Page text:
“I don’t read yesterday’s newspaper,” he says, “but I think television today is doing stunning things. The problem is, there is so much clutter that [good TV] is hard to find. But with Netflix, you can have your opportunities when you want them. Television is doing tremendous things, and there’s so much of it.”
Like all entrepreneurs, Peter’s dream of working in and creating television stayed secret at first. Often, when an idea is first announced, it is automatically met with skepticism.
“That’s why I went to textile school,” he says. “I was embarrassed. I didn’t think my family, or anyone I knew, would take me seriously. And then I went to NYU Film School, and worked at NBC as a page. And ironically enough, that’s where I ended up.”
Peter has advice for those who want to break into television, which is suddenly hotter than movies and hungry for content.
“Movies are a directors’ medium,” he says. “Television is a writer’s and executive director’s medium. I tell people, the best way in is to write. No one cares who you are. If it’s on the page, it can be on the stage.”
For entrepreneurs in general, Peter says, “You have to dream big, because big dreams are harder to accomplish than little ones. And you can’t let anyone steal your dreams. You can’t let anyone frighten you. And you have to never, ever give up. I had so many shows that coulda-shoulda-woulda, but didn’t. I say if you can make a living at anything that you love doing, you’ll have a great life.”
Radio, TV, and now the web: it’s really only ever been about delivering audiences to advertisers. Sorry to break it to you – it’s not about how good your favorite show was last night. It never was.
From the early days of radio, the idea – the only idea – was to create programming that fed consumers to advertisers. The sneaky trade off: the networks will give you free programming if only you will pay attention to a few words from our sponsors.
It’s the same story now, but in the digital age, the task is harder than it’s ever been. The mad scramble is on – and deny this as you will, you’re just as gullible as the average radio listener in 1927. Even on the web, in exchange for free, you just have to put up with some increasingly intrusive ads.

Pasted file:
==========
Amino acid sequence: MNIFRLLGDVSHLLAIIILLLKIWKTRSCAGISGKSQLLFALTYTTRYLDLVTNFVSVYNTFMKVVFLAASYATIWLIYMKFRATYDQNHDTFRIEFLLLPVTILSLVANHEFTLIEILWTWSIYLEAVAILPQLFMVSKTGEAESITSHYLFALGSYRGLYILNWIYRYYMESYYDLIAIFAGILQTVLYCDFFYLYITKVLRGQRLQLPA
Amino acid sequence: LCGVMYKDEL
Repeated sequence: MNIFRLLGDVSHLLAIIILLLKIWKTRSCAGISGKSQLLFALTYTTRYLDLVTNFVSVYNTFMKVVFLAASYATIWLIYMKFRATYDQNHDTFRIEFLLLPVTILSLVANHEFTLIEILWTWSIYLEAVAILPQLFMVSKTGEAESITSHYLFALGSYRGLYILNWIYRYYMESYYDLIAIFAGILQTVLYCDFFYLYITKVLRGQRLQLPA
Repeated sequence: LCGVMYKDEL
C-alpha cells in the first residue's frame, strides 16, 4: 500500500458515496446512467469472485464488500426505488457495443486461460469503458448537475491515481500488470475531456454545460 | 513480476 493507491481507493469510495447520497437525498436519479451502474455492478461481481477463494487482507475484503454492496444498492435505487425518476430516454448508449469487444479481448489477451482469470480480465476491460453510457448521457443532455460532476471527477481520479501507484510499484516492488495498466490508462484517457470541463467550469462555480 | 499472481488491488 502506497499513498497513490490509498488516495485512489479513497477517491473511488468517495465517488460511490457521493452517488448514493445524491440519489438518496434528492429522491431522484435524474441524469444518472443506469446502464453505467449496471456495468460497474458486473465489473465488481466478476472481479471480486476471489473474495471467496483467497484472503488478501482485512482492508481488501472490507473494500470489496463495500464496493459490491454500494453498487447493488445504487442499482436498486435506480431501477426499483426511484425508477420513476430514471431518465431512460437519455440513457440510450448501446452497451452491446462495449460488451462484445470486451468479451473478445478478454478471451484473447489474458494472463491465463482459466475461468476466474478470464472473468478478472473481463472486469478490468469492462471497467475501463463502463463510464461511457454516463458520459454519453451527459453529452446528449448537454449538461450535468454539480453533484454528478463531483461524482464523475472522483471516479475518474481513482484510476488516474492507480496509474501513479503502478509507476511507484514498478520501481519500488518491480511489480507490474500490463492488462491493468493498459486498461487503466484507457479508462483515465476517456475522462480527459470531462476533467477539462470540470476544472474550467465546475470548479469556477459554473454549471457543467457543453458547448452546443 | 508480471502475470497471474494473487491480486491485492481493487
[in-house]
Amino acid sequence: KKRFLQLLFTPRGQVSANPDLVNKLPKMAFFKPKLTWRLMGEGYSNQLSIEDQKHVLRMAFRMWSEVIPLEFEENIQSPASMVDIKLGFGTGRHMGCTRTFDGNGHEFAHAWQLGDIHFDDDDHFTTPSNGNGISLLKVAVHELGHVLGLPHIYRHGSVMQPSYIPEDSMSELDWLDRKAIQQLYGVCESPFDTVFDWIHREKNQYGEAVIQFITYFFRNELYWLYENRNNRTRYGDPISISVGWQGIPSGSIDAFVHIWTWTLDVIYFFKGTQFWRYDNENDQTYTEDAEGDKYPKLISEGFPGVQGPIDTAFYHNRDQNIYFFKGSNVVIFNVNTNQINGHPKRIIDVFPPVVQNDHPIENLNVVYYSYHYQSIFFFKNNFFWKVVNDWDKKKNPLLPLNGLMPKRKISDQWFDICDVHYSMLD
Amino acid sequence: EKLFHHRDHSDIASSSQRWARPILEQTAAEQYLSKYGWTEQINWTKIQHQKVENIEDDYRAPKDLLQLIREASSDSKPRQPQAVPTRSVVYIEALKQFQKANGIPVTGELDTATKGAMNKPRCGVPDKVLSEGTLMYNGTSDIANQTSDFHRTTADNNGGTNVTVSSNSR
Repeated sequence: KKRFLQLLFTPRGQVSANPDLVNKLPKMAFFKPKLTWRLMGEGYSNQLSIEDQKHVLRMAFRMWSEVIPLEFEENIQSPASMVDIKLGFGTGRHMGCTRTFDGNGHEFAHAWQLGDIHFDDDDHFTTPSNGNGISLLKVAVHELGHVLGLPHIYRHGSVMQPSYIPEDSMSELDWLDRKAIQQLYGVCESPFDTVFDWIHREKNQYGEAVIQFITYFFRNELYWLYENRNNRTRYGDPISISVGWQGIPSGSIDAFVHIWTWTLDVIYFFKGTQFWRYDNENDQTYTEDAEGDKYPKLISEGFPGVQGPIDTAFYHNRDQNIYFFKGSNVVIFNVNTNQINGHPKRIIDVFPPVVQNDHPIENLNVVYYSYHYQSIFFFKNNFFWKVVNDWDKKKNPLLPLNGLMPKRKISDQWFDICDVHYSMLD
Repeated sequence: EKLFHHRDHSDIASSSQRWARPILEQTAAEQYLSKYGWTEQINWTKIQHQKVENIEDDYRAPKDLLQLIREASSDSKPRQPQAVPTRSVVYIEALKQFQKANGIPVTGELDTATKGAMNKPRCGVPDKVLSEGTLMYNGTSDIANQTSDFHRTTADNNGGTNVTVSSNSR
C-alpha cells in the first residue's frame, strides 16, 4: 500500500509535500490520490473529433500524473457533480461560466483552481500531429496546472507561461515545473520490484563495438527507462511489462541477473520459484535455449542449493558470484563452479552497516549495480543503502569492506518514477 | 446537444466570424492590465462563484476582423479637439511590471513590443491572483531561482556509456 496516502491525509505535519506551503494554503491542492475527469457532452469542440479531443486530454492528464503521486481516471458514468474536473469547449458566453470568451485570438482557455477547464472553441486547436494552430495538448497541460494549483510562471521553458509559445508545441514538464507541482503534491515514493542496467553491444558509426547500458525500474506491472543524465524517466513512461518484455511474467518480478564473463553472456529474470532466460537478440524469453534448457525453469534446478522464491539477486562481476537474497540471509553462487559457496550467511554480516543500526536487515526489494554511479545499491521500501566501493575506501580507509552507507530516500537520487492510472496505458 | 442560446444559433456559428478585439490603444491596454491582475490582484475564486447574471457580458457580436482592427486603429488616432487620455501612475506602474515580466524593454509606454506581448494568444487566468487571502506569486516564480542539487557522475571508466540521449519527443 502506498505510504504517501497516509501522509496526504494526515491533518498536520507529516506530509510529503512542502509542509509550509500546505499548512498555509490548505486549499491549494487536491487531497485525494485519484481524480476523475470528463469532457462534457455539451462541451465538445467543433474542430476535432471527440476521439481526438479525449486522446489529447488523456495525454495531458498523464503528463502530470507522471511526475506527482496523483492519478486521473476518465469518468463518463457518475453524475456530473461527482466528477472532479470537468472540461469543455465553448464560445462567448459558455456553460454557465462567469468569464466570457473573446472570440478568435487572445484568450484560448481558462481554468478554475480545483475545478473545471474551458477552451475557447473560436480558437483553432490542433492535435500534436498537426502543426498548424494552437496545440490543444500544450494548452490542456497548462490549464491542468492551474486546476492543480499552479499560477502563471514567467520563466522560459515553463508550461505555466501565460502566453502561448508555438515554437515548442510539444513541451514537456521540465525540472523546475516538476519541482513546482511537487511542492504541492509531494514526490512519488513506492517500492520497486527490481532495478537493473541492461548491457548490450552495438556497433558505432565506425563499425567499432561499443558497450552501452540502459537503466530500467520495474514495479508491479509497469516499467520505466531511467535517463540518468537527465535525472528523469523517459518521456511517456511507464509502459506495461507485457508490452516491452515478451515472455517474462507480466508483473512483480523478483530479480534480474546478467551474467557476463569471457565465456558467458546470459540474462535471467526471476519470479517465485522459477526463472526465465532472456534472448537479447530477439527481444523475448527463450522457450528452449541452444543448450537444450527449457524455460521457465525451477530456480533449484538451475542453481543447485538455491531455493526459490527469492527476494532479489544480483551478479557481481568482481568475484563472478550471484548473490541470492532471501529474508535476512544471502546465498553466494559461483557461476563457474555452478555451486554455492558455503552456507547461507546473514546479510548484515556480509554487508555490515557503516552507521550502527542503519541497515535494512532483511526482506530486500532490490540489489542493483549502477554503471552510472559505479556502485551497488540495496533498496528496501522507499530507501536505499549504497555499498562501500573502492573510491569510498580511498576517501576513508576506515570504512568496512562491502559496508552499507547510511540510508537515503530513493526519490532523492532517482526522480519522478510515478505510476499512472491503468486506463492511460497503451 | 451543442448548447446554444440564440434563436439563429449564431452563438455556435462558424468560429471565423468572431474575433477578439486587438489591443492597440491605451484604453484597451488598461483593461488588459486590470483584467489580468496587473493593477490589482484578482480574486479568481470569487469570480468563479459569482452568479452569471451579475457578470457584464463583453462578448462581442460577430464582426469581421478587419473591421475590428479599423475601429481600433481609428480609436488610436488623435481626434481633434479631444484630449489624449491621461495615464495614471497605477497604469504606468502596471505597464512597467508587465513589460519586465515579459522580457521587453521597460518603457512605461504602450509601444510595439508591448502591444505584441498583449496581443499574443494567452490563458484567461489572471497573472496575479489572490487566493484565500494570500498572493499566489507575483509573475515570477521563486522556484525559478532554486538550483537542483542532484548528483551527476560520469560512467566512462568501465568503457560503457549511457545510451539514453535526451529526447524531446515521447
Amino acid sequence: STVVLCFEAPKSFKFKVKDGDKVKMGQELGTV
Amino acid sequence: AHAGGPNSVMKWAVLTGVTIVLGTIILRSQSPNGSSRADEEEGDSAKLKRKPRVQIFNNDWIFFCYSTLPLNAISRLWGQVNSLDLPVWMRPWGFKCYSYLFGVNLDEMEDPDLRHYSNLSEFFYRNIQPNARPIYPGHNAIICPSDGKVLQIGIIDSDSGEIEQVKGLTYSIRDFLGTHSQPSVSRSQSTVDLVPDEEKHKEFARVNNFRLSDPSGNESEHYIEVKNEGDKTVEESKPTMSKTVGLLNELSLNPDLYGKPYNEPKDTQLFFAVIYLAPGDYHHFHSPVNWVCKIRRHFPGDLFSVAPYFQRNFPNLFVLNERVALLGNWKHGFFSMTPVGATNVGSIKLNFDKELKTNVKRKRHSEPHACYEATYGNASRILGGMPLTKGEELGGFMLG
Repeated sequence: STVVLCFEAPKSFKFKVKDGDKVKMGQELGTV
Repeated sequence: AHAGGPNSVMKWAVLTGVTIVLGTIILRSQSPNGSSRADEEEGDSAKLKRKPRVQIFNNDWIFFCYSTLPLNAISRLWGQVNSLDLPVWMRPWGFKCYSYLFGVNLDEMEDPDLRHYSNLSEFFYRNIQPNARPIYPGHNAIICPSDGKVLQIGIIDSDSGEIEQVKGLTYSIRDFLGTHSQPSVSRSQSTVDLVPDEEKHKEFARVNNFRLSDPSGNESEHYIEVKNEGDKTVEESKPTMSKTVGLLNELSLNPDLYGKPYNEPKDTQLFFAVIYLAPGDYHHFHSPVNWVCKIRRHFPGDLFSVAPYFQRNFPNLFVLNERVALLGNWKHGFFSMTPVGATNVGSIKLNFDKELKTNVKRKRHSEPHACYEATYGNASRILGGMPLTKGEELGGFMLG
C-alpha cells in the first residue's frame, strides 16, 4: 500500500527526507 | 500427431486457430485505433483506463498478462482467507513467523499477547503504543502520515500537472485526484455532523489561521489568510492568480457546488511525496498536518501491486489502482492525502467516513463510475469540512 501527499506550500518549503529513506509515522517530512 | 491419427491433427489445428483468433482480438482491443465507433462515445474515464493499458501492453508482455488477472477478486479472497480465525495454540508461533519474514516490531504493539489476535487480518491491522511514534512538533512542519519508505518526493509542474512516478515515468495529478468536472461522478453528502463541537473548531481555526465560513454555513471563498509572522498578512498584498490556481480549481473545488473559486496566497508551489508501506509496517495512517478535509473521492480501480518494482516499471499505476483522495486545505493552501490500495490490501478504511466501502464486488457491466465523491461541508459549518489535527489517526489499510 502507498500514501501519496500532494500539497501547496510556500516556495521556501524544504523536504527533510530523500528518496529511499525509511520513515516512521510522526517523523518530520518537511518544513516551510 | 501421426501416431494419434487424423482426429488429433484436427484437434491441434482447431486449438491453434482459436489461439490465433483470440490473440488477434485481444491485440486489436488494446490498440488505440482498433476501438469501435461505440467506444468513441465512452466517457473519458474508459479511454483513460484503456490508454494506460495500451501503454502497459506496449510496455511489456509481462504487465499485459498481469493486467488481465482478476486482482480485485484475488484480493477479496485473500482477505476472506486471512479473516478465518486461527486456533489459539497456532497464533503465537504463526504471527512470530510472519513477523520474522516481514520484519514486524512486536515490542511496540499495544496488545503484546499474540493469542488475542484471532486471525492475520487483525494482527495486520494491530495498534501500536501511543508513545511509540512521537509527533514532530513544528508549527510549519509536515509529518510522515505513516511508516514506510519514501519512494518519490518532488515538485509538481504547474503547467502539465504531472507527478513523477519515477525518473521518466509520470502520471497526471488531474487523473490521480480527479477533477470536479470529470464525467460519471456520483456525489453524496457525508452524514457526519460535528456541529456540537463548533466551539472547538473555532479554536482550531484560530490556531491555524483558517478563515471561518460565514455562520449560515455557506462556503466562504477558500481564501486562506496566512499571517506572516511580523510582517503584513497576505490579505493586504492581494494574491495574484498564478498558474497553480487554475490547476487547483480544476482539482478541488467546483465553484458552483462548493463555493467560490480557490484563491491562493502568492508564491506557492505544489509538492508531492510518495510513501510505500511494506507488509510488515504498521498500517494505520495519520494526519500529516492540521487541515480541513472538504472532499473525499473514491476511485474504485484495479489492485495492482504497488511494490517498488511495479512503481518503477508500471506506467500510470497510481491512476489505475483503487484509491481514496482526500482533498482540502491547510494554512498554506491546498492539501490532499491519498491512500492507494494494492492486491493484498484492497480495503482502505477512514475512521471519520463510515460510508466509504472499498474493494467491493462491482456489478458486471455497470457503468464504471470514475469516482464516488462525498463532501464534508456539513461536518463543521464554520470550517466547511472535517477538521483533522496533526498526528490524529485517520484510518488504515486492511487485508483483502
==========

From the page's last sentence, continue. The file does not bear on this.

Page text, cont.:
Dr. Tim Wu’s book, The Attention Merchants: The Mad Scramble To Get Inside Our Heads, breaks down the history of our manipulation, how they do it, how we fight it, and who wins.
Tim is a professor at Columbia University Law School and a director of the Pollak Center for the study of First Amendment Issues at Columbia Journalism School. He writes about free speech, private power, copyright, and antitrust. His previous book, The Master Switch, won wide recognition and various awards.
Here, Tim tells us how advertisers are working it so that they have your constant attention. We touch upon the effectiveness of ad blockers, the astonishing success of Facebook (and why they get it right), and exactly how many hours advertisers have to get at you.
RON: Digital advertising reminds me of The Emperor’s New Clothes: everybody is drawn to it and a huge fuss is made over it, but ultimately, it’s a hoax; really doesn’t do anything for anybody.
TIM: At one time, [digital] advertising seemed like manna from heaven, the answer to everything: free money just flows in, and everything on the Web is just going to float and work. No tradeoffs, no problems at all.
But for the readers, there was a very determined resistance not to pay for anything. Part of this was about Web culture: it’s all free, it’s not about money.
RON: So where are we now?
TIM: It seems that we’ve hit the “hangover” moment. The publishers haven’t made much money here and never made much money. If there is any money, Google and Facebook have got it all.
It’s like a lot of things. I don’t want to say it was a bubble, but promises that turned out not to be sustainable. For regular publishers, I don’t think it worked well. On the consumer side, we’ve gotten to this place where advertising really is intrusive. It burns your battery and your cell phone and your time.
I think we’re in a bad place, and that’s why I wrote this book.
RON: The original idea of Web advertising is that advertisers can target their prospects more precisely and accurately than ever before. Hard to argue with that. So what happened?
TIM: What’s absurd is the promise of ad tech versus what it delivers -- the thought that consumers are going to like the ads now because it’s exactly what they wanted.